Tools for this post-deployment phase include Chef, Kubernetes, Puppet and Ansible.
Chef is an open source configuration management tool to enforce consistency of environment for actual and virtual machines. Written in Ruby and Erlang, it’s popular with developers for streamlining server provisioning, configurations and maintenance in Cloud environments — including Amazon EC2, Azure, Google Cloud, Internap, OpenStack, Oracle and Rackspace.
Kubernetes is a tool, that was designed by Google (originally written in C++ but later Go) for automating deployment, scaling and management. It’s a “container centric” tool which can work with tools like Docker. Various cloud providers offer platforms based on Kubernetes or an “Infrastructure as a Service (IaaS) environment on which it can be used.
Puppet is another configuration management tool, which also runs on both unix-like and Microsoft systems. It is used for automation of processes, including software inspection. provisioning, patching, and management of operating system and application components across enterprise and cloud environments.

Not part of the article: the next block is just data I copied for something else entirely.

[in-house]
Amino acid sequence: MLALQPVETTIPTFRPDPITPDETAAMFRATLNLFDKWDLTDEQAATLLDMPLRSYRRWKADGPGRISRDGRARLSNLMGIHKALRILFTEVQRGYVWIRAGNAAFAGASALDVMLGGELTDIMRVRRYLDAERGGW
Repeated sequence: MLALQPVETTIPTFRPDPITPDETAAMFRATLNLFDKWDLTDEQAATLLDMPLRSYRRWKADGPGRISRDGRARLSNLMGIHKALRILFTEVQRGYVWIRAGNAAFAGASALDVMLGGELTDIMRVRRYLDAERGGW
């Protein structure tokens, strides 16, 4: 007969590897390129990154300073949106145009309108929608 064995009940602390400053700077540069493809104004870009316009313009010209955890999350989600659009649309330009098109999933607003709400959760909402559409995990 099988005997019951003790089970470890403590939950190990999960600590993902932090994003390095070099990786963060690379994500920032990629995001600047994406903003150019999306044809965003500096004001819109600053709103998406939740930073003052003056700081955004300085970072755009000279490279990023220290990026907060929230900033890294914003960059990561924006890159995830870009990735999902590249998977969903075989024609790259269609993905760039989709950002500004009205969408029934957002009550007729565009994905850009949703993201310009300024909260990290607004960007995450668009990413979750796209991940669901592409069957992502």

Ansible, an increasingly popular tool, acquired by Red Hat, which simplifies the automation of the entire software development life cycle (SDLC), including the automation of redundant manual tasks, configuration management for system consistency, and deployment of applications. The basis for its popularity is that its design, in contrast with other tools including Chef and Puppet, is its minimal agentless architecture — orchestration doesn’t occur within a single machine in control.
At this stage the release has been deployed, and has been configured for operation. The work is focused on watching and measuring how the solution is working – monitoring for end-user issues and experience and IT infrastructure performance. The tools used focus on performance testing and test automation.
Monitoring tools include Splunk which provides visualized analysis of system performance and troubleshooting. Developers can search and solve for errors during the development and testing phases. Another common tool is Nagios which provides comprehensive monitoring of systems, servers, networks and infrastructure.
This process starts all over again in a continuous software development life cycle loop of design, creation, release, testing and monitoring.
There is an abundance of DevOps tools and DevOps specialists can be invaluable in making the right choices for the right solutions.
Here’s a chart from Xenia Labs as a reminder of the depth of tools available in this field:
OSOLABS is one phone call or email away from helping clients with DevOps services.